Today The Patrick C. Haley Mansion is occupied as a private event facility, The Haley Mansion – a place for festive celebrations. Having restored the unique craftsmanship and replaced many of the original fixtures, The Haley Mansion has recaptured the ambiance of the turn of the century that so many of us still enjoy to this day and will continue to enjoy into the future.
The History of Patrick C. Haley
It’s castle-like structure is engaging and enchanting
Patrick Columbus Haley was born on the festive holiday for St. Patrick, March 17, 1849. A native of Saranac, New York, his family moved to Will County in 1852. He received his law degree from the University of Michigan in 1871, and began his practice in Joliet the following year. Patrick C. Haley became a successful attorney representing the Elgin, Joliet & Eastern suburbs; the Atchison, Topeka & Santa Fe, Michigan Central Railroads, and the Sanitary District of Chicago.
In addition to achieving an enviable reputation as a lawyer, Patrick C. Haley gained recognition as a progressive politician. As a steadfast supporter of the Democratic Party, he served many elective offices including Mayor of Joliet, City Attorney, Ward Alderman, Chairman of the Will County Democratic Central Committee, and Democratic Candidate for Congress.
Patrick C. Haley was known professionally and socially as a cordial, expressive, and good-hearted man. These genial qualities were reflected in his personal life. Patrick C. Haley won the heart of Mary Anastasia Darcy, the daughter of a successful cattle buyer and real estate owner, whose family were prominent citizens and early settlers of Joliet.
The young couple were married on December 1, 1875. Their devotion to each other and commitment to their family was evident. After fifteen years of marriage and becoming parents to six children, Patrick and Mary Haley agreed it was time to build a large residence on their property at the corner of Center and Marion Streets, where their family grew three more. Patrick and Mary were proud of their land in St. Patrick’s neighborhood located west of the Des Plaines River and West of the city’s business center.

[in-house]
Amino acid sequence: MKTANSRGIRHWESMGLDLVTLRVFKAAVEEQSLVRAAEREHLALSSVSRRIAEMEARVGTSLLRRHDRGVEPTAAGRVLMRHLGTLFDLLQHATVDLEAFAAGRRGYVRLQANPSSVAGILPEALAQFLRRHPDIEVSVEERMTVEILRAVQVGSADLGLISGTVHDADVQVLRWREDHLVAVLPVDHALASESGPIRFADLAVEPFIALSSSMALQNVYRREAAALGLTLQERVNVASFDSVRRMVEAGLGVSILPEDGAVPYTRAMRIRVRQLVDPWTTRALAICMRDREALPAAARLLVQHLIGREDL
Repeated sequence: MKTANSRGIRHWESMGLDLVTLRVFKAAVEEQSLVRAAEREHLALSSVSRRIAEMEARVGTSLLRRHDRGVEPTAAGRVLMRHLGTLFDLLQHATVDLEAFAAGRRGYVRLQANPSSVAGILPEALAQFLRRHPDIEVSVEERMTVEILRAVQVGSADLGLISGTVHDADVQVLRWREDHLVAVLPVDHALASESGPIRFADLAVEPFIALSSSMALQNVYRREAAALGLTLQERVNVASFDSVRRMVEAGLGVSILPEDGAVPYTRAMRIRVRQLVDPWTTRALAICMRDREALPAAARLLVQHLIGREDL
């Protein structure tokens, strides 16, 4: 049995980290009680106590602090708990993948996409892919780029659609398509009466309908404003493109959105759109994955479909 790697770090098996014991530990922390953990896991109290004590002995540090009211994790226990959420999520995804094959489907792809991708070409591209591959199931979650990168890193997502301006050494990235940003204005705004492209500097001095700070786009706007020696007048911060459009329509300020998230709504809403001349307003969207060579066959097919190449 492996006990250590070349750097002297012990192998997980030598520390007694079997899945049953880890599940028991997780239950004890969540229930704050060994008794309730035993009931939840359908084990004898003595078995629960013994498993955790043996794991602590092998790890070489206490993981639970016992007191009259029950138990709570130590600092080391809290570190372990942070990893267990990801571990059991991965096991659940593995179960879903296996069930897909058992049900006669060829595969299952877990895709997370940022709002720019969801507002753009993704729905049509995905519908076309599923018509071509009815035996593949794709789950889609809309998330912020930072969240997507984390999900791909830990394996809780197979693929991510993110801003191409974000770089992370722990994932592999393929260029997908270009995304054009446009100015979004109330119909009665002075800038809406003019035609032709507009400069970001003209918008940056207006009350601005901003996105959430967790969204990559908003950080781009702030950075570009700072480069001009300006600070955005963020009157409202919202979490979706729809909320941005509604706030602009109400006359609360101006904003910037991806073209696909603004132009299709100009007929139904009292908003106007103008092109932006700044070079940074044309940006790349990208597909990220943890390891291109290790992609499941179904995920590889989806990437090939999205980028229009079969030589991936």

Prestigious families were known to build homes along Center Street on the bluff overlooking the city of Joliet. Haley contacted architect Frank Shaver Allen to design their dream mansion.
Frank Shaver Allen (1860-1930) was a nationally known Architect and Egyptologist, having contributed objects discovered during excavations in Egypt to many American museums. He is locally famous for designing Joliet Central High School, Christ Episcopal Church in downtown Joliet, and the Barber Building, to name a few. He was a genius who made spectacular use of locally quarried limestone.
Construction of the mansion began in 1891 and was completed two years later. Family history states that the illustrious three-story residence, complete with a distinguished tower and extensive porches, depleted one quarry of its stone. To honor their Irish heritage, Gaelic insignias had been cut in stone on the front porch facing Center Street.
Although admiring the exterior of the 8,600 square foot castle-like structure is engaging, it is even more enchanting to be invited inside to marvel at its intriguing interior. The Haley’s entertained to a great capacity in the spacious rooms and parlors adorned with lavish furniture, hand-crafted embellishments and elaborate fireplaces. The intricate detailing on the woodwork which consists of solid mahogany, cherry and oak, added splendor to the mansion. During its initial heyday, famous guests included politicians, city founders, explorers and newspaper publishers. But perhaps no event at its time could have been as ceremonious as the marriage of Patrick and Mary Haley’s daughter, Angela, to Harry Keeley on November 29, 1917.
After Patrick C. Haley’s death on February 2, 1928, just two months following his amiable wife’s death, the mansion was occupied by three of their unmarried daughters. Margaret, Madeline and Genevieve who did not imitate their parents’ flair for entertaining so the mansion was no longer renowned for its social significance.